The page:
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Entries in tv (3)

Tuesday
Aug092011

Walter Cronkite Explores the Home of 2001

While visiting New York a few years ago I stopped in at the Paley Center for Media (formerly the Museum of Television and Radio). They have quite an extensive collection of TV programs that anyone can view, two at a time, for an admission fee. One of the shows I watched was an episode of the CBS show, The 21st Century hosted by Walter Cronkite. Titled "At Home, 2001" the episode aired on March 12, 1967 and is a wonderfully retrofuturistic artifact that shows off the technological advancements of a house in the future. The house featured in this episode will look familiar to those who've watched the 1967 Philco-Ford promotional film, 1999 A.D. 

According to Cronkite, the home of the year 2001 will feature inflatable furniture, push-button kitchens, computers for educating Junior at home, and enormous TV screens. The episode talks to a handful of experts, including Philip Johnson who -- as we know from this radio documentary from 1966 -- wasn't terribly optimisitc for the future of innovation. Cronkite himself lived to see the first decade of the 21st century. I wish I'd been able to interview him about some of the changes he'd seen.

An excerpt from the March 12, 1967 edition of the Pasadena Independent Star-News appears below.

The home of tomorrow is the subject of "At Home, 2001" on The 21st Century, in color Sunday at 6:00 PM on CBS.

CBS News Correspondent Walter Cronkite is the reporter.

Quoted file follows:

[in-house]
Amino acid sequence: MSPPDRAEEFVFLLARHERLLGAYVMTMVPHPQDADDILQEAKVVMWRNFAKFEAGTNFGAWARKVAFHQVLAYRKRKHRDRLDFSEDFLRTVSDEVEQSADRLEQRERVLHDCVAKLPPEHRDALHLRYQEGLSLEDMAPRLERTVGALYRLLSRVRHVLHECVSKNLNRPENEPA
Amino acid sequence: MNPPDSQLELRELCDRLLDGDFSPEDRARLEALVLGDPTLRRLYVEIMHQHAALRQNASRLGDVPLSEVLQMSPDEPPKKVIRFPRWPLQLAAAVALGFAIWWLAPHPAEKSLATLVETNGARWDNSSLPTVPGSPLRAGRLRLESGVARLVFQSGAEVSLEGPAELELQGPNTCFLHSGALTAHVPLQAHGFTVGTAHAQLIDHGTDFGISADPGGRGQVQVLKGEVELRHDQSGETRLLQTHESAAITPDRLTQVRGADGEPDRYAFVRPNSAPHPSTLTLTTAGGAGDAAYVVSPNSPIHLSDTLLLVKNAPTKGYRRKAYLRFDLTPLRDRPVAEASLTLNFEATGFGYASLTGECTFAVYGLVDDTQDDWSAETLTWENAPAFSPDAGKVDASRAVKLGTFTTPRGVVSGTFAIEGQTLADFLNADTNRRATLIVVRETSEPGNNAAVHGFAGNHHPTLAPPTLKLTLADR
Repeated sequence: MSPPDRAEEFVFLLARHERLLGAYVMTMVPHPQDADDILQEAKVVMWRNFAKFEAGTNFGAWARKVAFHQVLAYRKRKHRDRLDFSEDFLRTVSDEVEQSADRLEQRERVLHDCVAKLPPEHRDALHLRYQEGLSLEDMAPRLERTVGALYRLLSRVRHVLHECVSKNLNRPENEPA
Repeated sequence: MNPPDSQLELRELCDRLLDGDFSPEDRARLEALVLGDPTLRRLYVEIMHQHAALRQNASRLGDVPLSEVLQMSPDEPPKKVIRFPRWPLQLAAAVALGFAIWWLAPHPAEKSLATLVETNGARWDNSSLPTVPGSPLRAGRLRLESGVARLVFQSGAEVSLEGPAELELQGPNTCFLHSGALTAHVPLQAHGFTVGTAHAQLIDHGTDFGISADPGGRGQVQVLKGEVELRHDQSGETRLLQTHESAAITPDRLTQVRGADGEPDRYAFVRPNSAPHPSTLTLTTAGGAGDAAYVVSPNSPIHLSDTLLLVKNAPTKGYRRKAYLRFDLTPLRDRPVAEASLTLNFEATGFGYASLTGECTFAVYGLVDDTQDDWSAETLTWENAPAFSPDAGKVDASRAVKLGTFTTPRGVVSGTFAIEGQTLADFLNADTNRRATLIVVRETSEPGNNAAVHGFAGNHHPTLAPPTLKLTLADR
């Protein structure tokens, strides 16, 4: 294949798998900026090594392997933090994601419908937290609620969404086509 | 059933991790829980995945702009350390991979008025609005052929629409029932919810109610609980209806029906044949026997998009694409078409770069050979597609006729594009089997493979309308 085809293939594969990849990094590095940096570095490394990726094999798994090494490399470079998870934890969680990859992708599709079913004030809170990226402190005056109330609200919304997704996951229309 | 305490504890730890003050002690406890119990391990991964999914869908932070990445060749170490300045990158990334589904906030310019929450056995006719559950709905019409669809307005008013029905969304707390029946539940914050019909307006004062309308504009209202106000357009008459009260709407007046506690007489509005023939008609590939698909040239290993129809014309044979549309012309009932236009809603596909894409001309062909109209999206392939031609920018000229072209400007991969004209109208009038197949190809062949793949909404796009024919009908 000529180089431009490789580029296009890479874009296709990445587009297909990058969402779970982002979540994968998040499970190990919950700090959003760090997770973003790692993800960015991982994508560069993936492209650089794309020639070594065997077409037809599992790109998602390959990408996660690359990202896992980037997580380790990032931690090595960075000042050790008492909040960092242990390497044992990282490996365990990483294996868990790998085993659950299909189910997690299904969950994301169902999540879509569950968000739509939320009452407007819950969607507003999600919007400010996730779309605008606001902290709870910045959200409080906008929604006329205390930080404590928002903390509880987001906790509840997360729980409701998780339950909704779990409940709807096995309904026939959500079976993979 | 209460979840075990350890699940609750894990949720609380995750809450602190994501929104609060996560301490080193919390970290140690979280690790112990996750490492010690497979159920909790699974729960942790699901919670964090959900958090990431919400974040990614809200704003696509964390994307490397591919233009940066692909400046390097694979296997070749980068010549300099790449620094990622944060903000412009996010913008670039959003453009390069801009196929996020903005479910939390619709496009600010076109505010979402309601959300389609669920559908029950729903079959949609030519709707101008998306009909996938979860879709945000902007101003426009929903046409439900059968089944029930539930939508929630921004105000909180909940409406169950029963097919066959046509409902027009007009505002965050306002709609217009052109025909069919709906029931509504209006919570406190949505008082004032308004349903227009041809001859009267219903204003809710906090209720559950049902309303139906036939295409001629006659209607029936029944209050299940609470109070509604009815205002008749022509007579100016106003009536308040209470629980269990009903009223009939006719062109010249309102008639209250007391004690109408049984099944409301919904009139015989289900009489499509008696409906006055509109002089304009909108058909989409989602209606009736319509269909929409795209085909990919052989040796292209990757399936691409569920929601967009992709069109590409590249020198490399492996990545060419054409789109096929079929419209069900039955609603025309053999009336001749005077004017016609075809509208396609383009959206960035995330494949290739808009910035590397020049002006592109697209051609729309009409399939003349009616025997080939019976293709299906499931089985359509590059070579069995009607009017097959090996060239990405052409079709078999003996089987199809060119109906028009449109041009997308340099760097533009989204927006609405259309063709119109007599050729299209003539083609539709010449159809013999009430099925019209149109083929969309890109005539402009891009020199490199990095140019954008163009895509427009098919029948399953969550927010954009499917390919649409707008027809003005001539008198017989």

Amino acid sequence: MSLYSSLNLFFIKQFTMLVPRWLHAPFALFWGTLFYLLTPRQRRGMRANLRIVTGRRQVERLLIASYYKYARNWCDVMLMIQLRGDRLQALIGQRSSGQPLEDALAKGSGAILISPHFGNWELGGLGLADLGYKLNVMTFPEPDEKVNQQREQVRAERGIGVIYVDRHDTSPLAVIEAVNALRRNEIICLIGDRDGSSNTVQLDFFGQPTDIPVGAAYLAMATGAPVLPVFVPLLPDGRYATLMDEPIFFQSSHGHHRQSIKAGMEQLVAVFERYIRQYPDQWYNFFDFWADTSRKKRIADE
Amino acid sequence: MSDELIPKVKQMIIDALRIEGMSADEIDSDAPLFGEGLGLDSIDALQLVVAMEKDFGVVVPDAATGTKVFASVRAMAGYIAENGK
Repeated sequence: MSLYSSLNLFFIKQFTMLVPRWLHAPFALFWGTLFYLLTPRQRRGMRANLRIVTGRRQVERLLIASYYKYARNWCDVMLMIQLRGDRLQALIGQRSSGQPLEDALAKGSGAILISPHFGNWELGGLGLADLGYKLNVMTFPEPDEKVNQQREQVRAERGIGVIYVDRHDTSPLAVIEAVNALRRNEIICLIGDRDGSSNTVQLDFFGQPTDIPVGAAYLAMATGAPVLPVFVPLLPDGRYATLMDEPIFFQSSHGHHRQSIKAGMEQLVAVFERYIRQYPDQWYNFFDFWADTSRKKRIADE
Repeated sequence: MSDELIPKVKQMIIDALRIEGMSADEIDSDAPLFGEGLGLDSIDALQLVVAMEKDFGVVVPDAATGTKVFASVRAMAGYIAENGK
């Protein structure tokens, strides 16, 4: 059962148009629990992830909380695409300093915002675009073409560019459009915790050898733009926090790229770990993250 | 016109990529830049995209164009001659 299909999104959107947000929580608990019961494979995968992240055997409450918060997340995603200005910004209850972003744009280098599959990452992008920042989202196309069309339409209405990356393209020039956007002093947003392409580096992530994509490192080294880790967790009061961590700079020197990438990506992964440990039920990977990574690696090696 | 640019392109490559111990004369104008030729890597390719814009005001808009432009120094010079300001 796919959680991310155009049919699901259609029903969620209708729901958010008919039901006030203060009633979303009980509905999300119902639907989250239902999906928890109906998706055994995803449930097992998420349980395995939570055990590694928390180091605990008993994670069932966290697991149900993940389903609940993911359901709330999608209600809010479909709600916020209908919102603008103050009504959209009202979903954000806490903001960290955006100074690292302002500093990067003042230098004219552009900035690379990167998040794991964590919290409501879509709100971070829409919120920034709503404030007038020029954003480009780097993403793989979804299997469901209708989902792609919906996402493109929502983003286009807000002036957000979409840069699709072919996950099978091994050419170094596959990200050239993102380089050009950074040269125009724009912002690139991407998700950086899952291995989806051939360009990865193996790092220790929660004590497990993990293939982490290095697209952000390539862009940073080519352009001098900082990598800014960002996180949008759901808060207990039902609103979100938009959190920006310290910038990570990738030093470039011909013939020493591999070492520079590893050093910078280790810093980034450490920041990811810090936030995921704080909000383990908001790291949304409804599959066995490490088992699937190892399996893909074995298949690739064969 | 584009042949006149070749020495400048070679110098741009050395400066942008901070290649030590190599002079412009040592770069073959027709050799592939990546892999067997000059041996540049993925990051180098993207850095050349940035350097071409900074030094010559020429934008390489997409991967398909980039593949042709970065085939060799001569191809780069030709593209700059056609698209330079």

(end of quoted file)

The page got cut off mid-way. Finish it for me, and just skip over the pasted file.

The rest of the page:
The broadcast will explore the promise of modern technology, architecture and city planning, as well as new ways of doing things in the home. Robots may help with housework. The kitchen might resemble a laboratory where cooking might be done in seconds by high-energy sound waves. The man of the house could conduct much of his business at home by electronic devices. The children of the 21st Century might be educated at home by a computer.

Whether tomorrow's home will be a thing of beauty, a tasteless suburban tract or a high-rise beehive also will be examined. Whatever it is, it is estimated that some 60 million homes will be built before the year 2001.

Longtime readers of Paleofuture might recall that we looked at another episode of The 21st Century a few years ago. titled the "Mystery of Life" that asked some hard questions about science's role in reproduction. In the episode, James Bonner argues that eugenics is the only way to breed out the undesirable traits in humanity, while Harrison Brown asks how things like "undesirable" might be defined.